The lifetime prevalence of hip fracture in the U.S. is 10% for men and 20% for women. Incidence is expected to continue to rise, driven by an increasing elderly population. Even with today’s surgical repair techniques and post-operative care, at 6 months postinjury, only half of patients can perform their pre-fracture daily living activities. At 1 year after hip fracture, older adults are five times more likely to be institutionalized than age-matched controls without hip fracture, and mmortality rates resulting from hip fracture range from 12% to 37% within the first year. In parallel, the cost to the U.S. healthcare system is also staggering, and amounts to between $10 and $15 billion annually.
Pluristem Therapeutics (NASDAQ: PSTI), a leading innovator in cell therapy, expects to start a Phase III trial that will evaluate the efficacy of its PLX-PAD cell therapy in reducing recovery time and improving outcomes following surgery for femoral neck fracture, the most comment form of hip fracture. The PLX-PAD cells are targeting more rapid and better muscle regeneration after the trauma of the fracture and repair procedure. Better muscle recovery may be able to speed up patient recovery, reduce mortality rates, and reduce both the total cost of treatment and loss in productivity for the growing number of patients.
If we assume about 20% of the $10 to $15 billion in annual costs for hip fracture in the U.S. are from post-op services, then accelerating recovery and reducing the need for these post-op services could add up to a billion in cost savings and healthier, happier patients.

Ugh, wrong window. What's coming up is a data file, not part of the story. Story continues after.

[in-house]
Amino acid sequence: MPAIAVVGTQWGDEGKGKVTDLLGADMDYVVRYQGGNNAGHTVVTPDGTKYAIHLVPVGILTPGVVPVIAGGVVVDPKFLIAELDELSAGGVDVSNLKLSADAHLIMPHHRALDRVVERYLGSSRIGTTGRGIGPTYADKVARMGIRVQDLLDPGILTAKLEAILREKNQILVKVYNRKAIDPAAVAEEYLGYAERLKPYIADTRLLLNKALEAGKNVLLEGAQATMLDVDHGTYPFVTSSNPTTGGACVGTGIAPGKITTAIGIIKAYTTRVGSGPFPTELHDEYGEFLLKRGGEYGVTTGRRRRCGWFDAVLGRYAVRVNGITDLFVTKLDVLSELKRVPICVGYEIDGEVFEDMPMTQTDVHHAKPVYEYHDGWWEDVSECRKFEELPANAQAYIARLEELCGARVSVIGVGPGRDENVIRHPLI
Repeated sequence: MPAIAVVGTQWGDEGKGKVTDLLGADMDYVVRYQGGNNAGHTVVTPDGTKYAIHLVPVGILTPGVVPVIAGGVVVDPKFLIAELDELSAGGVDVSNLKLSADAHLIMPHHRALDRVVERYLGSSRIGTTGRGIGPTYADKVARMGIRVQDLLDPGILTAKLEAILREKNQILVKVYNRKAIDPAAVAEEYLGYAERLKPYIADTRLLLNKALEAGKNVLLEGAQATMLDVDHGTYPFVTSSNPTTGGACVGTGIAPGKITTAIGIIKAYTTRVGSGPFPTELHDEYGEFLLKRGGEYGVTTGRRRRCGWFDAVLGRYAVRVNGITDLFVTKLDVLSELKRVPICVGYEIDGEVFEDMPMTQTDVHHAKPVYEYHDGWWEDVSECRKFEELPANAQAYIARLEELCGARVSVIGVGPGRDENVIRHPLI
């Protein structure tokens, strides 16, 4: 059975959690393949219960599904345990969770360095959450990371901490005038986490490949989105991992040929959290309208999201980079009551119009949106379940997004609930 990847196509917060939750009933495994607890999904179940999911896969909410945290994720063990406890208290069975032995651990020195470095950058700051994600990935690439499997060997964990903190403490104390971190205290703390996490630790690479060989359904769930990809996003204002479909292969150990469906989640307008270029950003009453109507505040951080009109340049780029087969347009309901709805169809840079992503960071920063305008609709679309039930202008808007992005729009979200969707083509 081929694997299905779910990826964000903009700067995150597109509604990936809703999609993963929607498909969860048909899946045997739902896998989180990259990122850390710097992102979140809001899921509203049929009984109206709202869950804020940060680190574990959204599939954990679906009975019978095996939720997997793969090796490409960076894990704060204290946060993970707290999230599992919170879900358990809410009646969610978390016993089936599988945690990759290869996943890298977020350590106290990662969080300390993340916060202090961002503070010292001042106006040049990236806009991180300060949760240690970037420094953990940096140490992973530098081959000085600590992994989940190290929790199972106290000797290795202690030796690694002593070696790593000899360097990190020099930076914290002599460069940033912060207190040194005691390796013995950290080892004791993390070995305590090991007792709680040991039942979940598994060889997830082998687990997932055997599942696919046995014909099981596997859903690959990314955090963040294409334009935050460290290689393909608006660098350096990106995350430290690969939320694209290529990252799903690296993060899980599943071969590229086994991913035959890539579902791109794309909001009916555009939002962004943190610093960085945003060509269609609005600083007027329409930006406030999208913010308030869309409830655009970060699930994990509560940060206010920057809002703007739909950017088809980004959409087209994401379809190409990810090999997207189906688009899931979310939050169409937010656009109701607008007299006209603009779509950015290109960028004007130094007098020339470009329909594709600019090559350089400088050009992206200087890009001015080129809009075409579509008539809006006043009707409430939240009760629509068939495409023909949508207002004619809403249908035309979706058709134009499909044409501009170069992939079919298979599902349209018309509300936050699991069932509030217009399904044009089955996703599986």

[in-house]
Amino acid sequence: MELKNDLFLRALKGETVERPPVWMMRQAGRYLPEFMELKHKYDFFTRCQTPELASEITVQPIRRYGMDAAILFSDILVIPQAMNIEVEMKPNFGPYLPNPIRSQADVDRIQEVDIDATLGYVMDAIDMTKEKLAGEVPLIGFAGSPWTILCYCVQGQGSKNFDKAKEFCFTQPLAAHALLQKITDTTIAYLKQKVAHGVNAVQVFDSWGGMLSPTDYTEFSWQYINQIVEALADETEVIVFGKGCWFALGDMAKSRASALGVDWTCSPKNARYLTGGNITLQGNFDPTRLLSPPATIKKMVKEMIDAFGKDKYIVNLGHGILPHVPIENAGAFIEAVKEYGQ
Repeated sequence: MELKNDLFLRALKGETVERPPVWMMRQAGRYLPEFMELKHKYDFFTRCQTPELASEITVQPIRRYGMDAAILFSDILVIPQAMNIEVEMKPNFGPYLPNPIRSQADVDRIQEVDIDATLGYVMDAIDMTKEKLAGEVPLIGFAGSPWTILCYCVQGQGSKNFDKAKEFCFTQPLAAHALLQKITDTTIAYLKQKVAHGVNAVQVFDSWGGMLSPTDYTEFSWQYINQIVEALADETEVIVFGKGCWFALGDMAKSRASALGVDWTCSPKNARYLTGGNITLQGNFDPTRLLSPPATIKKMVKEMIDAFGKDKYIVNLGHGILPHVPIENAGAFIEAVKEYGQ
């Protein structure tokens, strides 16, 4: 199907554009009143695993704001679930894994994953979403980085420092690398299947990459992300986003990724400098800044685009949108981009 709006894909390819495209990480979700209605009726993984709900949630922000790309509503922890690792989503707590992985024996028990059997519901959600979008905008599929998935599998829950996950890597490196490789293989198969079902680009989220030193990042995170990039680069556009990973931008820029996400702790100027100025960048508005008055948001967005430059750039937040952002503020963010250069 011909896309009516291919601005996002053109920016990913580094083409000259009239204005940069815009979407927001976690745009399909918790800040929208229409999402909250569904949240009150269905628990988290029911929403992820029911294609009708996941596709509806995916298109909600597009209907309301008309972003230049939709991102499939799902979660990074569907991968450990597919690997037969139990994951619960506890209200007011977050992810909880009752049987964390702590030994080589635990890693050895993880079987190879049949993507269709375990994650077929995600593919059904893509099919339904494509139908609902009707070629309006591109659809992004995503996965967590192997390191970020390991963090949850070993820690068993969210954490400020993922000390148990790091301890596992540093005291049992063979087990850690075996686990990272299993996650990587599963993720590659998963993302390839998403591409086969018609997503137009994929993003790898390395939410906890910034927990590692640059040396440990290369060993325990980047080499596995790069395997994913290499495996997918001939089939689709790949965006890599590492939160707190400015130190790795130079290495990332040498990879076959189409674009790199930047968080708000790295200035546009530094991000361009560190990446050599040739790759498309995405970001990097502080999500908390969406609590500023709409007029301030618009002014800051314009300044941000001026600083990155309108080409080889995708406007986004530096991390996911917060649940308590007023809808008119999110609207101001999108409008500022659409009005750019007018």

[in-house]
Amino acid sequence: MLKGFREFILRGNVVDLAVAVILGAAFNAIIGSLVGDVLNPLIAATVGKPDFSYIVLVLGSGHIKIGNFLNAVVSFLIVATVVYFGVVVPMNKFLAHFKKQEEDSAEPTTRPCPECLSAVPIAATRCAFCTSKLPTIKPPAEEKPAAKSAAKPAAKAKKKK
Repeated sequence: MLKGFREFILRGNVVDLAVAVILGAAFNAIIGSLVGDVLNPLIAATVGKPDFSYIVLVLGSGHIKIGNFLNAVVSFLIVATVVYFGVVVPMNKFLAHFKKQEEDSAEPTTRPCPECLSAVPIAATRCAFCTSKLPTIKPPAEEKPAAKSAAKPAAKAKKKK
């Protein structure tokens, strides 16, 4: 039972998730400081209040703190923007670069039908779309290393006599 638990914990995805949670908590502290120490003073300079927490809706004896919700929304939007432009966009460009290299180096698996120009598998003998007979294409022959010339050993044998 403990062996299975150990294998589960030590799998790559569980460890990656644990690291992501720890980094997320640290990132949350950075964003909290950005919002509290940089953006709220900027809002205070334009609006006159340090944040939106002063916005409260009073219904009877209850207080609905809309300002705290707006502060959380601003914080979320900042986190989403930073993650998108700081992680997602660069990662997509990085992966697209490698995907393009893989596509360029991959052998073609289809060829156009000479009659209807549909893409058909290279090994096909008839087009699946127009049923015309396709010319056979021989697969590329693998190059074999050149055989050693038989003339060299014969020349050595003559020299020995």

In a Phase II trial of PLX-PAD cells in hip replacement surgery, which also involves trauma to an important hip muscle, an impressive 500% improvement in gluteus medius muscle strength 6 months following total hip replacement surgery were reported for patients treated with Pluristem’s PLX-PAD cells, as compared to placebo. Muscle volume similarly improved by 300% in the treated group versus placebo at month 6. Interestingly, the same study showed a 4000% improvement in muscle strength in the non-operated gluteus medius muscle for PLX-PAD treated patients as compared to placebo. This may indicate that PLX-PAD potentially has systemic benefits that accelerate full body recovery following surgery.
This phase II trial showing regeneration of muscle after hip surgery forms the basis of the protocol designed for a pivotal Phase III trial for recovery after surgery from hip fracture.
PLX-PAD cells are placental derived, allogeneic cells that are available off-the-shelf. The trial protocol for the planned Phase III study is now pending approval by the U.S. Food and Drug Administration and the European Medicines Agency (EMA). It may qualify for the Breakthrough Therapy designation and benefit from the 21st Century Cures Act in the U.S., as well as being eligible for the EMA’s Adaptive Pathways pilot project, which can accelerate the timeline to marketing approval in Europe. Pluristem expects to commence the trial in the second half of 2017.